In radio broadcast, as in most electronic sound transmission, the microphone and the loudspeaker are critical pieces of equipment because they provide the link between sound waves and radio waves. The microphone converts sound waves into electrical signals and the loudspeaker converts electrical signals back into sound waves.
Although microphones and loudspeakers serve opposite functions, they both rely on the close relationship between electricity and magnetism. An electrical current flowing through a wire creates a magnetic field around the wire. Magnetic fields from other sources, including fixed magnets and other wires with electrical current running through them, can exert force on a wire carrying a current just as they would on any other magnet.
In a microphone, the process of converting sound waves into electrical signals begins when sound waves, produced perhaps by the vibrations of a musical instrument or a person's vocal cords, cause a membrane to vibrate with the same frequency as the sound. This membrane, called a diaphragm, is connected to a wire coil, which is surrounded by the magnetic field of nearby magnets. When the diaphragm vibrates, so does the coil, and as the wire in the coil moves through the magnetic field, the magnetic field drives an electrical current along the wire. This current, or signal, has the same frequency as the sound that produced it, determined by the pitch of the sound, and its amplitude, or power, is proportional to the amplitude, or loudness, of the sound waves.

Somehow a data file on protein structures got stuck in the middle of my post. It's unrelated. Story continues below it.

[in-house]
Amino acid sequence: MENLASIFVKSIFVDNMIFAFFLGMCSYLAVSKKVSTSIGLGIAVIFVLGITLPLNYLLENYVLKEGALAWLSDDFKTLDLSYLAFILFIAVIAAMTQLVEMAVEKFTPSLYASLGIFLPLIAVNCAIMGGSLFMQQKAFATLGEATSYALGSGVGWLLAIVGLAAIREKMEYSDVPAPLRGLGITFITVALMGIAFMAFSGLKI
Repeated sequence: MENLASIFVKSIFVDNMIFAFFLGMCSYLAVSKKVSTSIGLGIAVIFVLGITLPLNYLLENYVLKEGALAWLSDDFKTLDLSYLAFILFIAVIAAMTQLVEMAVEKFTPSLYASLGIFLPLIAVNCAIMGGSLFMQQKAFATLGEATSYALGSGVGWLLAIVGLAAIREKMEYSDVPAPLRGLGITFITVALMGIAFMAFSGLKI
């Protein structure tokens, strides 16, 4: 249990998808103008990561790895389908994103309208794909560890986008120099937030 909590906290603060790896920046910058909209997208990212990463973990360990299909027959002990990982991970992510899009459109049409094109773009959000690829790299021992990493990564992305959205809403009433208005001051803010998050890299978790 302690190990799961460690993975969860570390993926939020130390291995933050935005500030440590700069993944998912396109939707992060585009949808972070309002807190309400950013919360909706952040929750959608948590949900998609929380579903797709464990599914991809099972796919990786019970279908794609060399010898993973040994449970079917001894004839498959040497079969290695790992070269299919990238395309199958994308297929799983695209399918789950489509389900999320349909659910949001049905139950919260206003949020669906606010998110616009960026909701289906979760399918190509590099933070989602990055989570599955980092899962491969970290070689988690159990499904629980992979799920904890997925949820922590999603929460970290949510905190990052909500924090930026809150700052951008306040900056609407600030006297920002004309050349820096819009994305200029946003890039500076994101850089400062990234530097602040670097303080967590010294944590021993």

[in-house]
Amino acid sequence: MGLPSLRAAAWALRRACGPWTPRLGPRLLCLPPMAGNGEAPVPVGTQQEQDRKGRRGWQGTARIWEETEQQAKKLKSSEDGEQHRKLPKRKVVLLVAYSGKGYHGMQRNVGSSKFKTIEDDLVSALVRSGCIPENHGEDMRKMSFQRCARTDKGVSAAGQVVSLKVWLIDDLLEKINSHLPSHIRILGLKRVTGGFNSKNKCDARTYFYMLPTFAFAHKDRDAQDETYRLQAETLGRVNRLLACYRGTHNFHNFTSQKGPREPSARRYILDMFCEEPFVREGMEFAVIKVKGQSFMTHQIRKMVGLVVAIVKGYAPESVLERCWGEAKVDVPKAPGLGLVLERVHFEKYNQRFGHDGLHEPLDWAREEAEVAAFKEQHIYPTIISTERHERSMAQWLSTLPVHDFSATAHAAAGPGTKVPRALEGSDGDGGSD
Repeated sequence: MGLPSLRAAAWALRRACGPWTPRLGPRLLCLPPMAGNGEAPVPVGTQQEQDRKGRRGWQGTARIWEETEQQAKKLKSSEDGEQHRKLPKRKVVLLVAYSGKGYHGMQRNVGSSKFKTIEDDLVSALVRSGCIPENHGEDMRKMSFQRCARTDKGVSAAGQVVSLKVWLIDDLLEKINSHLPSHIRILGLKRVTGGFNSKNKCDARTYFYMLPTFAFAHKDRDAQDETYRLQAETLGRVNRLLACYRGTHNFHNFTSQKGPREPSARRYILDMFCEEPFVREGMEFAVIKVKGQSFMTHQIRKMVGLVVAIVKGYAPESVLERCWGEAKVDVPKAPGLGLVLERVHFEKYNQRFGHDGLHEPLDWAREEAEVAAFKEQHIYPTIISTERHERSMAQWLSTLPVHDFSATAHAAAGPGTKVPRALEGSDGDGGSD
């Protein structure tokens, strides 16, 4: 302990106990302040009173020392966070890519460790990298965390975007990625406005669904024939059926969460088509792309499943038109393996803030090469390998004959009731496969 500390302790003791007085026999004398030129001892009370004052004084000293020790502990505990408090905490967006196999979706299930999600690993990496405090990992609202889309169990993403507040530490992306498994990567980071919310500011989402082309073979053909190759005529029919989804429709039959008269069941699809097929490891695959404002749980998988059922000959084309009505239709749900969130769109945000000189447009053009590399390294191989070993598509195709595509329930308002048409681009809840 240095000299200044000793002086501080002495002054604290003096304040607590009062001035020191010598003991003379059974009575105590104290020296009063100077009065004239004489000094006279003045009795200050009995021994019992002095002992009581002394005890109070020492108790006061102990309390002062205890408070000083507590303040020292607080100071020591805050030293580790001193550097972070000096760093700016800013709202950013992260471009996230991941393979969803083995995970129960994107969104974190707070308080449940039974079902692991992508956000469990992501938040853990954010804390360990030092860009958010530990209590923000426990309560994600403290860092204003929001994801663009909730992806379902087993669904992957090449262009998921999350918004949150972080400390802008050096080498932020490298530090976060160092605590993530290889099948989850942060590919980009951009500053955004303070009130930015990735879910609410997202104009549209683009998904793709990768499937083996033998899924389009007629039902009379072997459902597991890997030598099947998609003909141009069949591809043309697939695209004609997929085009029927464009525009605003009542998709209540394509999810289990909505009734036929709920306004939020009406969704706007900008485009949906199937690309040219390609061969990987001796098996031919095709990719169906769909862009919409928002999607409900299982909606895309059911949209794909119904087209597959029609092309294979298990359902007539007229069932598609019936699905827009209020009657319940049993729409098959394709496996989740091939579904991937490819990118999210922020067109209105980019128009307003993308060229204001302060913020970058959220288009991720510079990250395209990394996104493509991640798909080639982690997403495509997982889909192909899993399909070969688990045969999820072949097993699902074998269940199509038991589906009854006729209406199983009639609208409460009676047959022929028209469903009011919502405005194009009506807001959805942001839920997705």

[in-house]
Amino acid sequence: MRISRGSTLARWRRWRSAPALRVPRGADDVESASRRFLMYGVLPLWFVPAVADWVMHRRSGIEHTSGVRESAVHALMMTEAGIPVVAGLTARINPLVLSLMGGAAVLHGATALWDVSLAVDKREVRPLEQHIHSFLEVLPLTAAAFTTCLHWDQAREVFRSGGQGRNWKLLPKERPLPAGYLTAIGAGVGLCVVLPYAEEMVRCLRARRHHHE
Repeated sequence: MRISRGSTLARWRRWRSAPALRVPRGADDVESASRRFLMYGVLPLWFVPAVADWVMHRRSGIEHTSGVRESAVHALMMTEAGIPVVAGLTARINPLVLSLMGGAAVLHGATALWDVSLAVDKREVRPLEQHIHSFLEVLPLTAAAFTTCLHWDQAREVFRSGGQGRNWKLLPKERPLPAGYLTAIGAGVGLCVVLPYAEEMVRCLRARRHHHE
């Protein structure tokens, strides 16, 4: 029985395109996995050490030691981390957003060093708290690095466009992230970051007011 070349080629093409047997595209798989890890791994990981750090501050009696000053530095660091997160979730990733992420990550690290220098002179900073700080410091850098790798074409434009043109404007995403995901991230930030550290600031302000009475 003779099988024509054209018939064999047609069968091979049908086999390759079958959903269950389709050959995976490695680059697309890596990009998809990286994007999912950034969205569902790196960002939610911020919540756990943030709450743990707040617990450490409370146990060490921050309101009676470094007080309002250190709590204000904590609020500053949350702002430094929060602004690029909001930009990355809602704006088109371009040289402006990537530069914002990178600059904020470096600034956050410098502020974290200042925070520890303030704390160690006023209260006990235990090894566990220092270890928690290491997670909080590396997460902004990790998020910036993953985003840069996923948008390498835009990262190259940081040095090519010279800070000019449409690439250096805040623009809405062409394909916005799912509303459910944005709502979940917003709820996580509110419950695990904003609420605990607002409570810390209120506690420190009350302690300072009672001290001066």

The loudspeaker works similarly to the microphone, but in reverse. The electrical signal from the radio's amplifier flows through a wire coil in the speaker. As it does, it creates a magnetic field that interacts with the magnetic field of a fixed magnet inside the speaker. This magnet and the paper or synthetic cone to which it is attached move in response to the changing fields created by the coil. As the cone vibrates back and forth, it pushes on the air in front of it and produces sound waves. These sound waves have the same frequency and proportional amplitude as the sound waves that created the original electrical impulses.